The InSight robot, with which NASA travels to Mars, took photos of the sunrise and sunset of the red planet. According to the Jet Propulsion Laboratory (JPL, for its acronym in English), the photos were taken on the 145th day of the mission, in the Martian equivalent of 5.30am. and at 18.30, on 24 and 25 April last.
The photos can be seen in its two versions: the original one and the one with the correct color. In the former, the JPL indicated that more details appear, even if the retouched ones have a higher precision, as the human eye would see them.
Moreover, the sun can be seen in a dimension of about two thirds of what is observed from the Earth, due to the greater distance from which it was photographed.
InSight captures incredible sunrise and sunset on Mars (photo) https://t.co/0c11DcAJEv pic.twitter.com/E6VQZns2ZY
– InkMe (@ inkme211) 3 May 2019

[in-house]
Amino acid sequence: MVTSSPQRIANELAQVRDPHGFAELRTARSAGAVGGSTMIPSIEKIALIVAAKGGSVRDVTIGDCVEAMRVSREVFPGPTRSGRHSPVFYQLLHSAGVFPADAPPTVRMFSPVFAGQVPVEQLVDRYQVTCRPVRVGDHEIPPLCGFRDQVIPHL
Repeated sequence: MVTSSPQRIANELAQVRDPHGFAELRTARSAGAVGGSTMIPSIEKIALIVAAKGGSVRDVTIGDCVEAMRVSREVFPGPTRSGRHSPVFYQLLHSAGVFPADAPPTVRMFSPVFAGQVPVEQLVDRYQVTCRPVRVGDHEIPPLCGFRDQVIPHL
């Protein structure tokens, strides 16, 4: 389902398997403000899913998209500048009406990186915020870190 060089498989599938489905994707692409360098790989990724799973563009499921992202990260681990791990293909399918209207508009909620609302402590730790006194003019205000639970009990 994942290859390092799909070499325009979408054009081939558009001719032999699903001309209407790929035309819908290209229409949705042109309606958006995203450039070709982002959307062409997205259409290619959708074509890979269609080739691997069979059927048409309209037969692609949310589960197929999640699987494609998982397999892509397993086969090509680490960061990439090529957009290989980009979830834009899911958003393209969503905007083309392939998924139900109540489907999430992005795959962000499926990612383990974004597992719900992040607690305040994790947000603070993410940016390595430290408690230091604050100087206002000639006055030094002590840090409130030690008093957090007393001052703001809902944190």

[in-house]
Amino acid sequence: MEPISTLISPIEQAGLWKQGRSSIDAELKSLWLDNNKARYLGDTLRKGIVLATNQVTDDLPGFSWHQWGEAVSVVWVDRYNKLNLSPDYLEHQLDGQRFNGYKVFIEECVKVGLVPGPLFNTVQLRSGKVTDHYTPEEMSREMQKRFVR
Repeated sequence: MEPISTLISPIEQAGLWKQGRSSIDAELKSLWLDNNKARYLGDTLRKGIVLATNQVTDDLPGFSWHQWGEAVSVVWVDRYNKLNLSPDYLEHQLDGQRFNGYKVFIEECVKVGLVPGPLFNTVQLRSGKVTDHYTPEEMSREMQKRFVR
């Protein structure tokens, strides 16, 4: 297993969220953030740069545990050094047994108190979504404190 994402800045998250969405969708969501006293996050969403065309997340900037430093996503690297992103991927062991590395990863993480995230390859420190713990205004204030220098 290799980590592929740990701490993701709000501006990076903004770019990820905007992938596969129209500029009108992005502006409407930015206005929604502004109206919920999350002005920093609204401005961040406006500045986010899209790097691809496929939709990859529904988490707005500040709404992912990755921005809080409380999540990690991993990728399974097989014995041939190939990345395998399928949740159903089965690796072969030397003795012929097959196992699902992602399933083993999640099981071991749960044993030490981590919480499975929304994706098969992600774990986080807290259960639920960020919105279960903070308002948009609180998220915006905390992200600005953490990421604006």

This was the second time the InSight probe took pictures of the different moments of the day on the red planet, since the first ones were on March 2nd and 10th. "It was a tradition for Mars missions to capture the sunrise and sunset," said JPL scientist Justin Maki in Pasadena (California, USA).
The first mission in sending that type of photo was that of the Viking 1 ship, which captured the Martian twilight on August 21st 1976, while the Viking 2 probe photographed the sunrise on June 14th 1978.
This is how the sun rises and how it dies on Mars.
Weather Mars: https://t.co/xFG7QNVvfM pic.twitter.com/SpBMPOmk47
– Wanderlust (@popwanderlust) 3 May 2019
The first earthquake
Days ago, NASA announced that the InSight probe had recorded, for the first time in history, an earthquake on Mars. The tremor was captured on April 6th.
The French SEIS seismometer, installed in the rover, was the one that captured what happened on day 128 of the mission, even though the cause of the seismic event has not yet been clarified by specialists.